Until recently, gradual institutional change has not been a central focus of explanation in the social sciences. Instead, most institutional analysts have considered change during moments of abrupt, wholesale transformation. Yet it is not clear that such episodes of institutional upheaval capture the most common ways through which political institutions change over time. A growing body of work suggests that important changes often take place incrementally and through seemingly small adjustments that can, however, cumulate into significant institutional transformation. These forms of gradual institutional change call for more attention than they have received so far. The present volume seeks to respond to this call. In the introduction, we propose a theory of gradual institutional change grounded in a power-distributional view of institutions that emphasizes ongoing struggles within but also over prevailing institutional arrangements. On this view, analyses of stability and change are intimately linked. Institutional stability is a function not simply of positive feedback but of active, ongoing political mobilization, and institutions are vulnerable to change not just in moments of crisis but on a more ongoing basis. Features of the overarching context and the properties of the institutions themselves hold the key to understanding the processes through which such change can be accomplished. We emphasize in particular that institutional rules are subject to varying interpretations and levels of enforcement and therefore exhibit ambiguities that provide space for interested agents to exploit in their effort to alter them.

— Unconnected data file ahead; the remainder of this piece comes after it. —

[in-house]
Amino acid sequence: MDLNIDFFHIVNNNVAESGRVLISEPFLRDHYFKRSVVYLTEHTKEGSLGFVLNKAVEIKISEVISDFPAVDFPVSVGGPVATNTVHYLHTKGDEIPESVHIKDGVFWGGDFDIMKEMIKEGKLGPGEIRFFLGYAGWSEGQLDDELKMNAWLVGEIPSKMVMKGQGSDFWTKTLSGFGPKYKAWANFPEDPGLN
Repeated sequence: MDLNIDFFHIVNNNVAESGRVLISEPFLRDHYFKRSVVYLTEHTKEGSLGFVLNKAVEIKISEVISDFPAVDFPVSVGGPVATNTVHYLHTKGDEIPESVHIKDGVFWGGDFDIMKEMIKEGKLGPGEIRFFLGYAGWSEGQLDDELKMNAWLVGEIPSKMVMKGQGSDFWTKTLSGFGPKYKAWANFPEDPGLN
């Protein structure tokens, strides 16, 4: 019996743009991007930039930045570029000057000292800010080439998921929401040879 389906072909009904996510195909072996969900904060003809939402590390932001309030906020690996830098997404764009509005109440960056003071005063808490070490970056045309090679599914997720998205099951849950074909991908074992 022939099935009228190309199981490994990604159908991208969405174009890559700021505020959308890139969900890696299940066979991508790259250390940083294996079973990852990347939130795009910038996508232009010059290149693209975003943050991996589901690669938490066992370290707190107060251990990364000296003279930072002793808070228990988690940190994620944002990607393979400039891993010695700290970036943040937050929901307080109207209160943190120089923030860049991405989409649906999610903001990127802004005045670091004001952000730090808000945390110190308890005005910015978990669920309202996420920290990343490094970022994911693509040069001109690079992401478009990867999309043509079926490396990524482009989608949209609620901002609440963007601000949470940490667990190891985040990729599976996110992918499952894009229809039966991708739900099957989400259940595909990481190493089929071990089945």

|Original language||English (US)|
|Title of host publication||Explaining Institutional Change|
|Subtitle of host publication||Ambiguity, Agency, and Power|
|Publisher||Cambridge University Press|
|State||Published - Jan 1 2009|
ASJC Scopus subject areas
- Social Sciences(all)